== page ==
So the proportion of migrants with degrees is higher than that of the UK born population. As the CIPD found, in a 2014 study, a lot of those EU graduates are working in low- to middle-skill jobs. Screen Shot 2015-07-07 at 10.05.07

The report also found that EU migrants are concentrated in mid-twenties to early thirties age band. In other words, most come to the UK when they already have some work experience. A job in London can then be a stepping stone to a future career here or a gold star on the CV making a graduate more marketable back home or anywhere else.

OK, my data for this is anecdotal and circumstantial but surely some of the UK’s relatively high graduate over-qualification must be due to the attraction it holds for foreign graduates who are prepared to do all sorts of jobs. It is true that some UK born graduates are also finding themselves having to take lower-skilled and lower-paid jobs but that isn’t the only reason for the graduate colonisation of lower skill occupations. It’s yet another symptom of the UK’s, and especially London’s, idiosyncratic labour market.

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9 Responses to Graduates and the finishing school effect

  1. marek says:

    The first chart is a bit misleading – it goes from covering about 60% of the total in the early years to about 90% by the end. It would be interesting to see how the slopes changed if the don’t knows were put back in. The basic message that there are more graduates than there used to be won’t change, but it would be otherwise rather less dramatic.

  2. Graeme says:

    Other factors:

    1) A lot of careers that used to be open to non-graduates, from nursing to accountancy, have become either much harder to get into, or entirely closed, to non-graduates. Vocational degree courses have expanded to cater to this so people who would have gone into a job or training are now doing degrees intending to do exactly the same job.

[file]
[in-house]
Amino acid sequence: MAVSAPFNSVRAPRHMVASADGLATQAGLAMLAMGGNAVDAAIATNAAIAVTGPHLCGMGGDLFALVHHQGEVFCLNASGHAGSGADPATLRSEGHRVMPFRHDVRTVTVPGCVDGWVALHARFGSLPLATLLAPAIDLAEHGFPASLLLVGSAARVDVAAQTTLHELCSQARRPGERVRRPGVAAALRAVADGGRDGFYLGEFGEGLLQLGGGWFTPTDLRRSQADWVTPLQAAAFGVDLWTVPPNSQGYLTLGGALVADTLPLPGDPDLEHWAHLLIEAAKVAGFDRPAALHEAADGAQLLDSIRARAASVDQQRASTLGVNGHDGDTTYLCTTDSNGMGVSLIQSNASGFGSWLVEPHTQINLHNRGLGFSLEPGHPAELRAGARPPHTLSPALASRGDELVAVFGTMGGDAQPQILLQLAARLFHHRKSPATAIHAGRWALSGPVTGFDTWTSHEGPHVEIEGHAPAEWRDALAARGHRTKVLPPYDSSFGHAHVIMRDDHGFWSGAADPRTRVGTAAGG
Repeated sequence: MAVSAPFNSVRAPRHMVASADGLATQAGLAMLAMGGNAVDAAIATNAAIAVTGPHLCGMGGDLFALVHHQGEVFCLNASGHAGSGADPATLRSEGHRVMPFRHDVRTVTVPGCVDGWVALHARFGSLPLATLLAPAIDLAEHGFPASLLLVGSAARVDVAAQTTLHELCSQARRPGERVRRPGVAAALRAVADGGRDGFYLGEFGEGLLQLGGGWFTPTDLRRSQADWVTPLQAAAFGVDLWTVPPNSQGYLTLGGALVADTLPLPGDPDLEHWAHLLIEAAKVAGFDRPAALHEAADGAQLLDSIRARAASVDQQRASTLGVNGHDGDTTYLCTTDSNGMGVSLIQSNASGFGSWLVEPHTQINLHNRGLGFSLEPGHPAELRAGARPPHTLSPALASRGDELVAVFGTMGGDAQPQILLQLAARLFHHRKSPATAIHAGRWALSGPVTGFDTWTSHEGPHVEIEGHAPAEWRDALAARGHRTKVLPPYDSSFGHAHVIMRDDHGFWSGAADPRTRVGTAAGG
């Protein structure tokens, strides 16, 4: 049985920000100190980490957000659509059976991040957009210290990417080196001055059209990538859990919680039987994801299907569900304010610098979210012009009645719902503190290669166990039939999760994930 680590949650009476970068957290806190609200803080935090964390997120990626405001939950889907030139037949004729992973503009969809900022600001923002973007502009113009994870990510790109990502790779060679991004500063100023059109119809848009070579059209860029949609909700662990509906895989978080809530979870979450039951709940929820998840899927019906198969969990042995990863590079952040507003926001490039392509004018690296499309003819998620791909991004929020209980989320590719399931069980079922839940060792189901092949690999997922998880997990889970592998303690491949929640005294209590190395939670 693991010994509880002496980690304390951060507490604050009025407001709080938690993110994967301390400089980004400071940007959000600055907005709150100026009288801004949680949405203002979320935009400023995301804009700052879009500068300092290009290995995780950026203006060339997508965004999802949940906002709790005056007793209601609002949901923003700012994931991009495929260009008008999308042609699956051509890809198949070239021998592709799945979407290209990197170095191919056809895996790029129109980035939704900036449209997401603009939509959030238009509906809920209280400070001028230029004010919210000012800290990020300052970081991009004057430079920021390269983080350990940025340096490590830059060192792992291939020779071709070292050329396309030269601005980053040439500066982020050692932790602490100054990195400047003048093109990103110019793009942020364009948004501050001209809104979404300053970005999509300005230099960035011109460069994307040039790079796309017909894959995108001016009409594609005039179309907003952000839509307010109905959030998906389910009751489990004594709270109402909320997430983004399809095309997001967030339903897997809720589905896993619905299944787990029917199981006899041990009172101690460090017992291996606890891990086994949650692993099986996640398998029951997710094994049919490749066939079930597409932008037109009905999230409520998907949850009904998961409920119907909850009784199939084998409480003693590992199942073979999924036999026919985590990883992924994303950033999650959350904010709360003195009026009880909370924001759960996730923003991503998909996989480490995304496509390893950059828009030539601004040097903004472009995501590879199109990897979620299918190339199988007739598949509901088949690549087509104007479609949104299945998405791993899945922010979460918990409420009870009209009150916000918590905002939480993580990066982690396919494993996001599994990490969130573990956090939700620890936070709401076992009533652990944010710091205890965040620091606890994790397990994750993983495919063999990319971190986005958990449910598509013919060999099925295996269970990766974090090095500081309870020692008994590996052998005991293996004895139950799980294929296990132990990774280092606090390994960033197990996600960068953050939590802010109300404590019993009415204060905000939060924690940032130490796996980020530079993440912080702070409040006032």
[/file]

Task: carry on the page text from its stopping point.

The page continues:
2) The quality of degrees may have fallen as part of the expansion in numbers (particularly as it has not been matched by an expansion in resources).
    3) People have not become more talented, so people are still doing jobs that suit their talents, simply more of them adding a degree en-route. Similar to the signalling effect, but with the causation running a different way.

  3. Graeme says:

    It would also be interesting to see the number of non-EU immigrants, who are more likely to have degrees than EU immigrants. Are they also willing to take lower level jobs? Do they have similar motives of getting some experience and returning home (I know some do, but not what proportion).

  4. Andy says:

    Still anecdotal, but I’ve heard a similar finishing school theory from a friend who works as an office manager in a London architects. The vast majority of the junior architects are from other EU countries and have told her it’s an unwritten requirement of senior jobs back home that you’ve spent some time in London after graduation. It seems they consider a year or two in London in the same way that someone else might get a vocationally-relevant Master’s degree to boost their employability.

  5. guthrie says:

    Wait, I thought average graduate salaries were forever trending upwards, reaching nearly 30k? You mean we’ve been lied to?

    (2 years ago I saw job adverts wanting science graduates and offering 15k a year. That’s the same salary I was looking at 16 years ago when I left uni)

  6. Steve Williams says:

    What are the other global cities?

  7. SimonF says:

    It would be interesting to see these numbers by STEM and other degrees. I suspect STEM graduates don’t face anywhere near the same problems.

  8. George Carty says:

    Steve Williams, they are (from west to east) San Francisco, Los Angeles, New York, London, Dubai, Singapore, Hong Kong and Shanghai.

  9. Late to this, but I have another hypothesis — that Say’s law (i.e. the notion that supply creates its own demand) does not necessarily apply in labour markets. Does an increase in the supply of skills automatically lead to an increase in the demand for those skills? John Philpott and others have maintained that employers don’t really care about skill level, and Ewart Keep has been banging on about this for years. Not suggesting that I agree with all of this, but if John van Reenen is right about the quality of British management then the responsiveness of firms to an increase in the supply of human capital could be questioned.